Walter Seltzer, Hollywood press agent-turned-movie producer working with Marlon Brando and Charlton Heston, died Friday at the Motion Picture & Television Fund’s Woodland Hills retirement home, due to age related illness.
Born Nov. 7, 1914, in Philadelphia, his father owned and operated movie theaters in the city and his two brothers, Frank and Jules, were involved with movie advertising and later, feature film production. After working with his family, in the spring of 1935, he moved to Hollywood and got a job with Fox West Coast Theaters, moving into publicity, first at MGM, where he worked on many films starring Joan Crawford, Greta Garbo, Clark Gable and others, then with Warner Bros. and Columbia Pictures.
After a three-year stint in the U.S. Marine Corps during World War II, Seltzer joined Hal Wallis’ independent production company at Paramount, running advertising and publicity and working on the Martin & Lewis films, Kirk Douglas, Burt Lancaster and Charlton Heston. He then became a partner in the Hecht-Lancaster organization, and in 1954 he pioneered the business of campaigning for an Academy Award, with his creative efforts for “Marty,” which won four Oscars..
Two years later he moved into production. Along with his partner George Glass, became executive producer of Pennebaker, Inc., Marlon Brando’s independent production company. He produced “One Eyed Jacks,” starring Brando, along with “Paris Blues” with Paul Newman, Joanne Woodward, Louis Armstrong, and Sidney Poitier; James Cagney’s “Shake Hands with the Devil”; “The Naked Edge,” Gary Cooper’s final picture.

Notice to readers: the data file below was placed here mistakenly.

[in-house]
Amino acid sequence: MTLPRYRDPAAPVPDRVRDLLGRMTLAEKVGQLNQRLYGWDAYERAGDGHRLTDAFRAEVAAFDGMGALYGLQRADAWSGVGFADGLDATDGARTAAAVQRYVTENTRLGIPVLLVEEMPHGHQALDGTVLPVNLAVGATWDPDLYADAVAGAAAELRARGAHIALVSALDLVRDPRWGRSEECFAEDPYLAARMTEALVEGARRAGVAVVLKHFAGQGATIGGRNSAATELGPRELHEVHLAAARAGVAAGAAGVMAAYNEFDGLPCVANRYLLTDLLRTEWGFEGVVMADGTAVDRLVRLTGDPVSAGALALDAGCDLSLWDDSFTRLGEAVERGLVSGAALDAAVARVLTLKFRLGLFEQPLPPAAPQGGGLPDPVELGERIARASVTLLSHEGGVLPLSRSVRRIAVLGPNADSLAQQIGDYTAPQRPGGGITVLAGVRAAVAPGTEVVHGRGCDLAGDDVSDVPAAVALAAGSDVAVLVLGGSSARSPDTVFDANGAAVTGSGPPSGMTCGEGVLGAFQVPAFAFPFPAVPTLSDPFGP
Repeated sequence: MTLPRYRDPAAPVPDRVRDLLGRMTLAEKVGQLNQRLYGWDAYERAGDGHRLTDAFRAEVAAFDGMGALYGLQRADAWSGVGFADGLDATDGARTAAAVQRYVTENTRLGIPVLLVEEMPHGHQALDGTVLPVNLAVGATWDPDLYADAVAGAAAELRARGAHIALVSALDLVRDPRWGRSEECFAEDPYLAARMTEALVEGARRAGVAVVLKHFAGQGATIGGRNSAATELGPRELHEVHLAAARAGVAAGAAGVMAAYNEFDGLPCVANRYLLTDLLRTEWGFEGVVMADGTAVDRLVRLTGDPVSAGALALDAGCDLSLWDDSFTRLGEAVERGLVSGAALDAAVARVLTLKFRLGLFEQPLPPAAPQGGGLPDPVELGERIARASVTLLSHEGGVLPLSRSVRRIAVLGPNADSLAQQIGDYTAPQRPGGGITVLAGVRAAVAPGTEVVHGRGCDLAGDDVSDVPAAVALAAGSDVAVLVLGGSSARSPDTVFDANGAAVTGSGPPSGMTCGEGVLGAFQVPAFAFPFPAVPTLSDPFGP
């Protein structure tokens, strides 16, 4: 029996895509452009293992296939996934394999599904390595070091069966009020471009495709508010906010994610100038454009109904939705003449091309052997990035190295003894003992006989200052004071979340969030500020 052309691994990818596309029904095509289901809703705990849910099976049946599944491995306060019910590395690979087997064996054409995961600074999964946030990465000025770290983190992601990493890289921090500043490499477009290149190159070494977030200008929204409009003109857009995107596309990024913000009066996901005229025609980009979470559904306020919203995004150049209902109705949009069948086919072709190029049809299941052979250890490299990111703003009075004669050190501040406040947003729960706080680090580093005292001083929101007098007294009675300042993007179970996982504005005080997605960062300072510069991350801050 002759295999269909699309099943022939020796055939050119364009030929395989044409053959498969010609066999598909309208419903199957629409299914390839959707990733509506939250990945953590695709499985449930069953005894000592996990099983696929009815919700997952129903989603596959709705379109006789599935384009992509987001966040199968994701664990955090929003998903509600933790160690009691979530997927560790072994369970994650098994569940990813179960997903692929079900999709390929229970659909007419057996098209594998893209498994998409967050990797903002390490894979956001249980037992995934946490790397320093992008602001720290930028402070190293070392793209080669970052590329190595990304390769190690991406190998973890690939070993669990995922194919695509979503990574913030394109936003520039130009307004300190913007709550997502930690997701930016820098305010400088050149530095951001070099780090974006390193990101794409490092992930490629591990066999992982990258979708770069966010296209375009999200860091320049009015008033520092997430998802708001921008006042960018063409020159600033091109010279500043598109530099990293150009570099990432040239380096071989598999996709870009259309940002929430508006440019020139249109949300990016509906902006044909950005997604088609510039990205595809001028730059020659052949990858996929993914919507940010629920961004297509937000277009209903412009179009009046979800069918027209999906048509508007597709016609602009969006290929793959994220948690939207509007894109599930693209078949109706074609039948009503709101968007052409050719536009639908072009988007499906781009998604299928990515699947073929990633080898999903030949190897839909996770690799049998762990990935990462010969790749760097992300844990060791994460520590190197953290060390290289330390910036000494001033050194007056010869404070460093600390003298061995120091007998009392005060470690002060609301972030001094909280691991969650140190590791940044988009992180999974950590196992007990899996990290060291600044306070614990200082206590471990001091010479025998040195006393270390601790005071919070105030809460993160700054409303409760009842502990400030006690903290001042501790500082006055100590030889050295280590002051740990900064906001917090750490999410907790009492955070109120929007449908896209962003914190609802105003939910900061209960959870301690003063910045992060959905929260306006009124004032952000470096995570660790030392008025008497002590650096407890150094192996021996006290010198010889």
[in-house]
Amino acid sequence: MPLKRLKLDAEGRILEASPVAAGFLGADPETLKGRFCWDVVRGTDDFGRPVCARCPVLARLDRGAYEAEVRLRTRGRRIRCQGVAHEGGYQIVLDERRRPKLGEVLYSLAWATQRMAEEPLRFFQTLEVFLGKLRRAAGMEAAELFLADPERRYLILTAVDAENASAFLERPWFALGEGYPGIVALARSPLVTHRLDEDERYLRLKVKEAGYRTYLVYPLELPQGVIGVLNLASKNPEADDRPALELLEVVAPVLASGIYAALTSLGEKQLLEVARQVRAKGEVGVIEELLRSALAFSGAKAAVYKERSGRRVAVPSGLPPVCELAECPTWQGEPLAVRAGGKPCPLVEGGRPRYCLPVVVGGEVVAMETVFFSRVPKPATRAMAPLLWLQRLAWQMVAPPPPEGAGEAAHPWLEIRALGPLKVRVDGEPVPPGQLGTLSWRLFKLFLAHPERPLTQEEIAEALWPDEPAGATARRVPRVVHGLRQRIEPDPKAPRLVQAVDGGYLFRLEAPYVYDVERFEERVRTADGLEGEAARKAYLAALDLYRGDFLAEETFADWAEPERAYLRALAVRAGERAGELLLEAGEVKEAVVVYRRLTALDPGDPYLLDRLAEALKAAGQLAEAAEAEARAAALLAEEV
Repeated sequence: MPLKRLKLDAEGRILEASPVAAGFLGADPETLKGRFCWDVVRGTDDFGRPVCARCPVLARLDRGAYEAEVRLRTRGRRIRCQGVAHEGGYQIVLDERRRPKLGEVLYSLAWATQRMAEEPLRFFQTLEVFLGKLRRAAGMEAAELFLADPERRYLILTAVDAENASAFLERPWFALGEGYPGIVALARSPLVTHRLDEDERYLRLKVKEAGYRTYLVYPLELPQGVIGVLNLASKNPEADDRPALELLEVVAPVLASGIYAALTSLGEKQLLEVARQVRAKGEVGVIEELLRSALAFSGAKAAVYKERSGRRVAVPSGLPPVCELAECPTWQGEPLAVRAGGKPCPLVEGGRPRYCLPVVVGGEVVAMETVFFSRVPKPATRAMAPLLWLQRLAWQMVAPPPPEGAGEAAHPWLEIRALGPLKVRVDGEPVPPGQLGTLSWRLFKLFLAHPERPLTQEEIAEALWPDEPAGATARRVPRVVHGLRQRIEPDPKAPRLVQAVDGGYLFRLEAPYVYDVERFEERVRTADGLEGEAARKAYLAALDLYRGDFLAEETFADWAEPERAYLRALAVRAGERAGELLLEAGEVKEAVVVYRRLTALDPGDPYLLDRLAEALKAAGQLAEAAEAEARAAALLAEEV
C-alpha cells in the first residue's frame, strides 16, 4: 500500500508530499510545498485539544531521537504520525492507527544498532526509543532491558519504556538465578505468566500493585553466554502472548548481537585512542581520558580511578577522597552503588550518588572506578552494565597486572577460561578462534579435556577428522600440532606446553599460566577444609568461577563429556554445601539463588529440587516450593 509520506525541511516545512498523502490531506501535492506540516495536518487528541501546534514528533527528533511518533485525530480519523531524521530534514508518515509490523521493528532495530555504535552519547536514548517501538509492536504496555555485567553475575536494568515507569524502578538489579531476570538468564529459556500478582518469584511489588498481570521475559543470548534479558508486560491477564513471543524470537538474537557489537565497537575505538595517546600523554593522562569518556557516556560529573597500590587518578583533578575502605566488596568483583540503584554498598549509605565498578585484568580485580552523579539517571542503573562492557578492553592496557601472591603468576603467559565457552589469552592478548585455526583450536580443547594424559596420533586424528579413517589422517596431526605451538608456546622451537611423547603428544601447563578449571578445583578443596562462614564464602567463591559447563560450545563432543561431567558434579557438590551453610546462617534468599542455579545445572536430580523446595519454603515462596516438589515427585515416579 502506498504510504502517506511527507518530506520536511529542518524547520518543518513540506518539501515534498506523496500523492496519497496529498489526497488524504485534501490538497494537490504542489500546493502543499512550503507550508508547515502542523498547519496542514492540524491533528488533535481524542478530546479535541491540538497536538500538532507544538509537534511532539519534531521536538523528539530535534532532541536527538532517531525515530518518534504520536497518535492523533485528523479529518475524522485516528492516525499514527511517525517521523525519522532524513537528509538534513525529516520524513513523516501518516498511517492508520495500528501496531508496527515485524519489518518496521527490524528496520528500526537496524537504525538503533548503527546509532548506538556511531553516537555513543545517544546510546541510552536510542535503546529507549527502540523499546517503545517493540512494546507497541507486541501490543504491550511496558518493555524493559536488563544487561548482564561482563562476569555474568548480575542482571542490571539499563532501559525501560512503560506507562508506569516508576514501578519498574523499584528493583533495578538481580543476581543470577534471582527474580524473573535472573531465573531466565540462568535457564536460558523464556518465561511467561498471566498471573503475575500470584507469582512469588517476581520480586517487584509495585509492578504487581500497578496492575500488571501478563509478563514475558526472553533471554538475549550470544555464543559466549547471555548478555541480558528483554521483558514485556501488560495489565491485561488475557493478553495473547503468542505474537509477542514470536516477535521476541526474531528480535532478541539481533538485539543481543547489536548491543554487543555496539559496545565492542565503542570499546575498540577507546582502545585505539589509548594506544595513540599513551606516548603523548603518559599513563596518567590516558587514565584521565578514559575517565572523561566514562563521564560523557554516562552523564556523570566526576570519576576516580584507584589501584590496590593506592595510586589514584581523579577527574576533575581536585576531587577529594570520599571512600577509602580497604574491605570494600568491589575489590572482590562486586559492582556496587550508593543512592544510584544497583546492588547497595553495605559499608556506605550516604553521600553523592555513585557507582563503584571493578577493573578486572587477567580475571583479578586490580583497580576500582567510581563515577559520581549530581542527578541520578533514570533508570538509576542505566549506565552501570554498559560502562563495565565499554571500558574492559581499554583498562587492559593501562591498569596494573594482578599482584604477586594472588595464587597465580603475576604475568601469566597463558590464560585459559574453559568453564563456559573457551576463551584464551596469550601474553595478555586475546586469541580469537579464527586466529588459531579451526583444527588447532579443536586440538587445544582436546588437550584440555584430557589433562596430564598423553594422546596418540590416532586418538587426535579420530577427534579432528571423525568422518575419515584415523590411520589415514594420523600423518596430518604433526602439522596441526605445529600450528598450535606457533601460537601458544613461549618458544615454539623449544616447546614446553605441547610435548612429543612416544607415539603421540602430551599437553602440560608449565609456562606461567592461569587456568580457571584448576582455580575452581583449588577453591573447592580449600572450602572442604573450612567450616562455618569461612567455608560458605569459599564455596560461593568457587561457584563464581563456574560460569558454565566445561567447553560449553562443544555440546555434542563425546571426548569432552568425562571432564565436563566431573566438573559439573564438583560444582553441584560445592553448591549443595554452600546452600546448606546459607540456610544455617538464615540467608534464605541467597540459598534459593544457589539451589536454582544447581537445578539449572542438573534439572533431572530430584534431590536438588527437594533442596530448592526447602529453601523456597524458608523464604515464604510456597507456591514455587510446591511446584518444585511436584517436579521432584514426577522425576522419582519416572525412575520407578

In 1962 he created his own production company in 1962, and, in all, made 31 films, including Heston’s “Will Penny,” “Soylent Green,” and “The Warlord.”
Since 1980, Seltzer has served on the Board of Trustees for the Motion Picture & Television Fund. He was the only trustee who objected to the controversial December 2008 decision to shutter the MPTF’s long-term care facility, according to the minutes of that meeting obtained by TheWrap.
Insisting that the board had an obligation to keep the facility open as part of the fund's organizational mission, he told TheWrap, “There were many, many different approaches that would have been better than the decision we took."
"I don't think they fully understand the implications of what was happening," Seltzer said.
Seltzer's protests were overpowered by the arguments of Dr. David Tillman, then CEO of the MPTF, and Jeffrey Katzenberg, the MPTF's chief fundraiser. Tillman said the over 70-year-old service must end, because of the fund's $20 million budget shortfall and a worsening economy, the minutes of the meeting say.
The push to close the facility has resulted in a heated standoff between the fund's administration and a grassroots organization called Saving the Lives of Our Own. It also led to the ouster of Tillman as head of the organization.
Though no new residents have been taken in, the facility remains open and is down to 37 patients..
Seltzer had been a resident at the Fund’s retirement home for the last three years.